Seafood Street

Seafood Street - 바다 맛길
Seongdangmot, Daegu

Seafood Street is in Daegu's South District (남구), directly south of Duryu Park (두류공완).

By subway, the nearest stop is Seongdangmot Station (성당못역) on the red line.  Walk out of exit #3, make a right and cross the main intersection.  Keep navigating north until you see the street marker [pictured above] on the northwest corner of Dulibong Intersection (두리봉 네거리).

By car or cab, 남구 바다 맛길 can be entered into your GPS or a cabbie's CNS. 

A more specific address to one of the restaurants is: 대구광역시 남구 대명복개로 13
(Open on Naver Map)

Upon arrival, on the corner you'll see one of the larger seafood restaurants, whose exterior appears strikingly similar to a petrol station.

"Cleanup at pump 9."  

The next building down is Duryu Hoe Town (두류 회 타운).  It may sound like an abandoned mining venture, but it's actually the fanciest restaurant on the block.  Orders are more expensive, but are served with side dishes greater in number and quality.  Check out this fella's blog for a closer look.

Some mighty fine hoe in this here town.

But farther down the street you'll see a friendly and familiar sight: the red overhangs of Korean markets.  Below them are tanks packed with sea creatures and entrances to their backroom seating.

But first let's take a look at the menu.

Sizes are written in Chinese: small (小), medium (中) and large (大).  When ordering, say "so jjah" (소짜), "joong jjah" (중짜) or "dae jjah (대짜), respectively.

[Note: These are just the common international translations, not necessarily how Koreans would perceive them.  Perhaps 'Eastern Bluefish' or 'Pacific Sea Bass' would be more fitting.  And although raw fish is sometimes referred to by the Japanese term 'sashimi,' most restaurants use the Korean word 'Hoe' (회, pronounced "hway").]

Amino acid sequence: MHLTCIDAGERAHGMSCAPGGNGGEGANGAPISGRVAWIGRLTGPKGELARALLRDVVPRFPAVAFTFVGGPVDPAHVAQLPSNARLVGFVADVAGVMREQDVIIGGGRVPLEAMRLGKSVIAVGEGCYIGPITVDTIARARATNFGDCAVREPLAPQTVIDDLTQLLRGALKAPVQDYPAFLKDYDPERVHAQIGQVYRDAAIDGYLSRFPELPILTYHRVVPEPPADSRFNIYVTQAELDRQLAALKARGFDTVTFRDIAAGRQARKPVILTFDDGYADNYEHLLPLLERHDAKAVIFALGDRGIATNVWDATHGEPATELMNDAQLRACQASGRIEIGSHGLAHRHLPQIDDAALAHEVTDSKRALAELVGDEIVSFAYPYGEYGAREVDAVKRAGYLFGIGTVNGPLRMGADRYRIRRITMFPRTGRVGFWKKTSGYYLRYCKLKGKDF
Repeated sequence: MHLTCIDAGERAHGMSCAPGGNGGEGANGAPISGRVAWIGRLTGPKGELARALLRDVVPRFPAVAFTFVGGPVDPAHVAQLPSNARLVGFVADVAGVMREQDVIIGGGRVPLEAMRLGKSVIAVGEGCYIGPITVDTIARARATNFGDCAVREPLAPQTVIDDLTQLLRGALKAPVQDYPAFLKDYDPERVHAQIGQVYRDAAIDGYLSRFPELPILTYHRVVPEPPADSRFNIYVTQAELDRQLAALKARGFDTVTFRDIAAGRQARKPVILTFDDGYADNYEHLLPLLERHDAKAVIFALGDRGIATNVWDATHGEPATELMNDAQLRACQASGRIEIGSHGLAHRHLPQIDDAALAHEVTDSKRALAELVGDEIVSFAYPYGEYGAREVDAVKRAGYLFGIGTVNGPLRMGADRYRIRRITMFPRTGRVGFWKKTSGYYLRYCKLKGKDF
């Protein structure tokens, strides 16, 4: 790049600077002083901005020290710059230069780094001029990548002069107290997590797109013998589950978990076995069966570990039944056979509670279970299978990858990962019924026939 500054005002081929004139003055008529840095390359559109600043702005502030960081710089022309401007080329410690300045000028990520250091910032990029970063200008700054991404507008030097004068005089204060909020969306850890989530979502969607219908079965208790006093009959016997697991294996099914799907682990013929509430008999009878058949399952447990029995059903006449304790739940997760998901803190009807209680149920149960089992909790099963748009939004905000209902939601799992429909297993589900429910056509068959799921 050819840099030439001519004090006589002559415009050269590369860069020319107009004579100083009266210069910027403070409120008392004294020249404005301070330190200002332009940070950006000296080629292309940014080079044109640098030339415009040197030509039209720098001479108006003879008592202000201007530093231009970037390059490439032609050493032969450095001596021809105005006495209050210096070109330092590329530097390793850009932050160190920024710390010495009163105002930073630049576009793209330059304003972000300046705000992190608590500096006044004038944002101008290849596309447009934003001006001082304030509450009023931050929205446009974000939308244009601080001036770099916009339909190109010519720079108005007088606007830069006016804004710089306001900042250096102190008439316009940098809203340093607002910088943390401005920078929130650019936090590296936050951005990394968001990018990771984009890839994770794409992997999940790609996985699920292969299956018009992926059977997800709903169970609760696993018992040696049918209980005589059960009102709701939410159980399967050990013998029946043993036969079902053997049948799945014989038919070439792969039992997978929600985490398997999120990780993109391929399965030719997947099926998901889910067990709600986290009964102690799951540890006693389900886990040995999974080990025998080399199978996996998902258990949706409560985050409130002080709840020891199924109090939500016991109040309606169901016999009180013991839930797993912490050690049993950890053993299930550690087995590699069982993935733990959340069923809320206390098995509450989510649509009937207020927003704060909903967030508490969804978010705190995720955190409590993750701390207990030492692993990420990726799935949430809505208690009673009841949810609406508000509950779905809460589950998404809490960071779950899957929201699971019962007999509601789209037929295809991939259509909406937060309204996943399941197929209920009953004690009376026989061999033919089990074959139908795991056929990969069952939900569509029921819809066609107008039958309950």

Just point to your desired fish on the menu or in the tanks, and the ajjuma with do the rest.

"The claaaaaaaawwww!"
Pictured here is bang-uh (방어), which is actually a seasonal fish that doesn't appear on the menu.  The species is seriola quinqueradiata, more commonly known as.... well... let's just call it Korean Amberjack.

Watch this 2-minute transformation.  [WARNING: GRAPHIC]

On your table just minutes after slaughter, no one serves it fresher (except maybe Gollum).  It's extremely tender and delicious.  There's also some satisfaction in mixing and matching it with condiments of your choice, including soy sauce (간장), wasabi (와사비), lettuce-wrap sauce (쌈장), and spicy/sour sauce (초장).  And, like any fancy food, raw fish makes great Anju (안주).

The price for the fish alone is 15,000krw (takeout). To eat here it's 25,000krw.  The additional cost includes your usual condiments and veggies, a few sides dishes, rice, an extra fried fish and a fish soup.  Soju sold separately of course.

The soup included in the price is a jjigae (찌개), or thick spicy broth.  It contains veggies and the remainder of the fish you ordered.  

The extra fried fish included in the meal is ggong-chi (꽁치), known as Pacific Saury.  It tastes like the sea from whence it came.

In the next video, the wonderful Seanie Lee teaches us how to eat a fried fish like a pro.

The Good
+ Delicious raw fish
+ Super fresh!
+ New and interesting dinner
+ Less expensive than elsewhere
The Bad  
- Still a pricey meal
- No land-meat
Best for: Seafood lovers, groups, dates, drinking

Hope you enjoyed the very first ROKin' Daegu videos!  I highly recommend checking this place out at least once in your life.  If you do, please share what kind of fish you had in the comments below :)  Cheers 

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